To do that, Davis says, the public and private sectors would have to cooperate – meaning both would require a clear understanding of expected outcomes. “You must manage expectations across both sectors to proceed.”
For the private sector, the big issue in P3 propositions generally remains unchanged: the division of risk and reward. Wallace, acknowledging that risks must be shared, says they must be well defined and assigned. “Political risk (will the project succeed and be of benefit) is solely in the public sector while the technological risks (can we do it for what we said it would cost) is the realm of the private sector.
“The essential ingredients for ensuring a competitive process in public private partnerships are: one, create an environment of certainty, and two, ensure the controllables are addressed for both parties,” Wallace adds.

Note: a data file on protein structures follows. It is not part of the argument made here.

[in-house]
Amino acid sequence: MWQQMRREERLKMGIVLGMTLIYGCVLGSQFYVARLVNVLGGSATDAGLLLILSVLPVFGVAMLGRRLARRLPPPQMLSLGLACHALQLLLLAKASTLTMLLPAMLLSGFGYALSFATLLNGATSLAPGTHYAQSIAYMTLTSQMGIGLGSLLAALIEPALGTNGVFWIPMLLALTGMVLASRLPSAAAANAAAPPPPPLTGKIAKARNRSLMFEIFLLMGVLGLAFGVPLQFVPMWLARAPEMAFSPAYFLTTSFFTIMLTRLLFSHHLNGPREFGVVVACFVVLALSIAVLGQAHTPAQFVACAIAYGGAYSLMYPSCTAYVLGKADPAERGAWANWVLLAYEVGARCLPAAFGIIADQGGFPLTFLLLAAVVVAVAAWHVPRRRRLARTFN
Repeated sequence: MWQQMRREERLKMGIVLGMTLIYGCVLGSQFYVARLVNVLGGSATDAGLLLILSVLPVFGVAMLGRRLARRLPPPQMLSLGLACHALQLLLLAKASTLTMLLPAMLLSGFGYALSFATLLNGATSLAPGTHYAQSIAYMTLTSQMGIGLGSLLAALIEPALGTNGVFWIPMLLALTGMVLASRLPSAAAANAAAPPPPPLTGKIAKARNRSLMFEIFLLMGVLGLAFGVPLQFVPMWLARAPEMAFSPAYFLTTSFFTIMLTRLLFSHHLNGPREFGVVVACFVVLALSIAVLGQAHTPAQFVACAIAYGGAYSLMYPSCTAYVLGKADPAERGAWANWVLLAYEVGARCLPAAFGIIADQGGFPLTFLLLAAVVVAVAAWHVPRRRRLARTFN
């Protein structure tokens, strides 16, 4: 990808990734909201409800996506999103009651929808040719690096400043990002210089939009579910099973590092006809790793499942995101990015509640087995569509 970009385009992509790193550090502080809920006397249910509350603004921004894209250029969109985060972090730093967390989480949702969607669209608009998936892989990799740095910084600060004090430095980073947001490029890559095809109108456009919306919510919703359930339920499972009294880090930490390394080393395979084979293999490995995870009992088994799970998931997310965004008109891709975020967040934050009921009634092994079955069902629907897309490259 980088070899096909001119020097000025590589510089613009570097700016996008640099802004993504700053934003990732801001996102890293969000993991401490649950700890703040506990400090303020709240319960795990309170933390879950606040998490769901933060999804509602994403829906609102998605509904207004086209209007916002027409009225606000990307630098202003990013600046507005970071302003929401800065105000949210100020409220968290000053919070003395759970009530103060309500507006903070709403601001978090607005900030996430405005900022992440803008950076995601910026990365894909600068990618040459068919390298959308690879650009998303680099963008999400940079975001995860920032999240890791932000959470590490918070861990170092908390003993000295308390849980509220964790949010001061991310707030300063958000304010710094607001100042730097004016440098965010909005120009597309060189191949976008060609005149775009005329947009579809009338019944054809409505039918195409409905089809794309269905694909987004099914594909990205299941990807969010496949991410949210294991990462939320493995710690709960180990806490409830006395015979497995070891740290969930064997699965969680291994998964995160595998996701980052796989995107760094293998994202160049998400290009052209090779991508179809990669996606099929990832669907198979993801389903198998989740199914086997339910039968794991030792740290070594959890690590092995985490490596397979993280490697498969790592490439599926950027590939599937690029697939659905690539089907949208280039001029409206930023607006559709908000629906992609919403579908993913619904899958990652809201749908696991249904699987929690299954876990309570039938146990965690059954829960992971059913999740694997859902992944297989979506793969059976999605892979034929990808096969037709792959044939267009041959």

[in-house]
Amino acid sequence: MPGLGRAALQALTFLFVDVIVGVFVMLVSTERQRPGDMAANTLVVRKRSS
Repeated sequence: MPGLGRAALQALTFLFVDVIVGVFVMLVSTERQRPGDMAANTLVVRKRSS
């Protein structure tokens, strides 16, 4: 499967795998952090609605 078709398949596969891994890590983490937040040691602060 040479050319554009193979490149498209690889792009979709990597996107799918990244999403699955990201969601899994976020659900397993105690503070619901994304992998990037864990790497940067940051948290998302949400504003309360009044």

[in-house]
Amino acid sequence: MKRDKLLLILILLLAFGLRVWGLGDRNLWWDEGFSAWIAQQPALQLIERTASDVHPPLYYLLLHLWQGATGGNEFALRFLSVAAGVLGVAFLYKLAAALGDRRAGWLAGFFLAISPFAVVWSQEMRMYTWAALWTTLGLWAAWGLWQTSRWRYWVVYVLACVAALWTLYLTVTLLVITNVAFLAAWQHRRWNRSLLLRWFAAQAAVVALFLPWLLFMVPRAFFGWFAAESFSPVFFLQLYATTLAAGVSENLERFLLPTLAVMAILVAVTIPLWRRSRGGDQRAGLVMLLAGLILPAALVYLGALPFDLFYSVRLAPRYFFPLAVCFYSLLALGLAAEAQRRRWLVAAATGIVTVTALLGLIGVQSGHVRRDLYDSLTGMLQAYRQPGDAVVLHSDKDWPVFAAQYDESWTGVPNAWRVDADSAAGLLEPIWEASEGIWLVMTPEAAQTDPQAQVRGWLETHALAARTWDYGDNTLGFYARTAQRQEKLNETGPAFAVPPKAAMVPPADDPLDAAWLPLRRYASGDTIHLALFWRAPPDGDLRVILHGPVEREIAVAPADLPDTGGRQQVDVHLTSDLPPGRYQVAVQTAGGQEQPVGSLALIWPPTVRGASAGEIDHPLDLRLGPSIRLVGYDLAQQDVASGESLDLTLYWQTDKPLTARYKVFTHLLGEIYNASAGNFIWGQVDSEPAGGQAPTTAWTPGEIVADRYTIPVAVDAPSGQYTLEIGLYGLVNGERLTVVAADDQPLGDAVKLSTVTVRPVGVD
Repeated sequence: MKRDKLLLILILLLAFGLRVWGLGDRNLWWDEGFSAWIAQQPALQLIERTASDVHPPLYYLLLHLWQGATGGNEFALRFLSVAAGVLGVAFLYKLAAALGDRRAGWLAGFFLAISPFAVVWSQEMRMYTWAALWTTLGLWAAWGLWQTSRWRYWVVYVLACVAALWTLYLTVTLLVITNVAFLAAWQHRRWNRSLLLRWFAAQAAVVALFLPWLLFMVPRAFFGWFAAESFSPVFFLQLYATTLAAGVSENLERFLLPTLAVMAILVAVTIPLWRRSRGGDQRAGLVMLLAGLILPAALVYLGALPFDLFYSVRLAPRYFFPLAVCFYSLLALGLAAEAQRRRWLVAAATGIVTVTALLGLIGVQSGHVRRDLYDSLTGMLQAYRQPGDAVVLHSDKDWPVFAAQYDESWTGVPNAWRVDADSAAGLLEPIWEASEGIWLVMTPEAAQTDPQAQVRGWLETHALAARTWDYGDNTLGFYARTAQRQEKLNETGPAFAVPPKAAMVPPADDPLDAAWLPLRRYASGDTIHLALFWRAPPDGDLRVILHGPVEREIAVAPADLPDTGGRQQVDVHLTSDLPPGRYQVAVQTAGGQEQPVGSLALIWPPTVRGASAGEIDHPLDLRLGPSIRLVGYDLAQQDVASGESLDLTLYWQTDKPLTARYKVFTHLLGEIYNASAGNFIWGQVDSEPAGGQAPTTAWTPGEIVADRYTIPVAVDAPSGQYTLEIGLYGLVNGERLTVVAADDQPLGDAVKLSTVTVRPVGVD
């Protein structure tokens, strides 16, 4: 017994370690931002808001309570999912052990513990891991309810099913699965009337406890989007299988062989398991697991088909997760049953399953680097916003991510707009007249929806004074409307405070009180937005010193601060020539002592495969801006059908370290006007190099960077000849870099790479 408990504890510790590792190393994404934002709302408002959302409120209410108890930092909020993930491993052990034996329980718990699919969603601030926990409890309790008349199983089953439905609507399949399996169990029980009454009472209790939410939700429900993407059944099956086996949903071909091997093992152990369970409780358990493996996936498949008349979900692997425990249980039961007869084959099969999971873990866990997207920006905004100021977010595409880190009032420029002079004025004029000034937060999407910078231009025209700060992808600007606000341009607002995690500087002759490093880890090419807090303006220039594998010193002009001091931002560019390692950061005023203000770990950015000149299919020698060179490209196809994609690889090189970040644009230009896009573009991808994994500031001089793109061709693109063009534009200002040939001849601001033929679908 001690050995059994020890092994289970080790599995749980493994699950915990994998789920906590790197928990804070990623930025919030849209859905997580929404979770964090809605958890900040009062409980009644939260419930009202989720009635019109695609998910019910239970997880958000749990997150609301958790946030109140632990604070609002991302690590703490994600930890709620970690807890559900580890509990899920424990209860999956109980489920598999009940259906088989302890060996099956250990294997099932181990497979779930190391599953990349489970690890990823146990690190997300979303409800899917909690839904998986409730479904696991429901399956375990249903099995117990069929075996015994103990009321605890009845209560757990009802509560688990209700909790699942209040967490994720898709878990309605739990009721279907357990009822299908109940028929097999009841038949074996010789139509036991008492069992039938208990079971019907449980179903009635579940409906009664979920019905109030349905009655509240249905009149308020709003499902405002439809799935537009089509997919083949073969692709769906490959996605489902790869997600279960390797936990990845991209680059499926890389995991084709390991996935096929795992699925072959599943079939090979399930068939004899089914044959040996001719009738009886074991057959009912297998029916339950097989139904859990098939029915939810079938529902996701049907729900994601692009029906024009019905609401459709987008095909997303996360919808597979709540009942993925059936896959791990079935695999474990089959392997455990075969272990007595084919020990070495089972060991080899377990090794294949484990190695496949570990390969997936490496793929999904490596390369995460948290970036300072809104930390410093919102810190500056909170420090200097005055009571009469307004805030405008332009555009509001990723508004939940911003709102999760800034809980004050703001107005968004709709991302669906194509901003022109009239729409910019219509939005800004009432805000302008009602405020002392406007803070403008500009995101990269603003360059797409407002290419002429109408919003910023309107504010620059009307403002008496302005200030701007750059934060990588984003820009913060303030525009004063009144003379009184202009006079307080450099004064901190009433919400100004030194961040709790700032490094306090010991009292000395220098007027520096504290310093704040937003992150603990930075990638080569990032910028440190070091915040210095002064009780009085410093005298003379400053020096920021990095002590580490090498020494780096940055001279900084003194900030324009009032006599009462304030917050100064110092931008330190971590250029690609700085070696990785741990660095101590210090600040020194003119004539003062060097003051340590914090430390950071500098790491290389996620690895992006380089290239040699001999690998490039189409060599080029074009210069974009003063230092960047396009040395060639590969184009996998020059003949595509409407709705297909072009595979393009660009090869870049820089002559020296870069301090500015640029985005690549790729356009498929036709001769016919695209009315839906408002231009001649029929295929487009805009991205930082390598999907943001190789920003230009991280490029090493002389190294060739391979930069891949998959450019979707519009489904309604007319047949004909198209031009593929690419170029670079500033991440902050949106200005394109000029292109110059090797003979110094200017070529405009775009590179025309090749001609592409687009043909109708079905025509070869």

Davis too calls for well-established ground rules. “We must ensure that we manage expectations across both sectors to proceed,” he says, adding that both public and private players had to maintain a pragmatic perspective, meaning proper business cases before anything was done.
But even the most ardent supporters of P3 in ESD are concerned about the potential reach of some projects. Industry Canada’s Bradet, for example, notes that the right tools can always be bought for a given project – but the wholesale transfer of a service is another thing.
“I have real problems with giving the private sector control of public services,” Bradet says. “The role of government is to assure the public of the right services at the right price. We should not leave them at the mercy of the private sector.”
Robert Wilson is a freelance writer and translator, and former broadcast journalist, based in Aylmer, Que.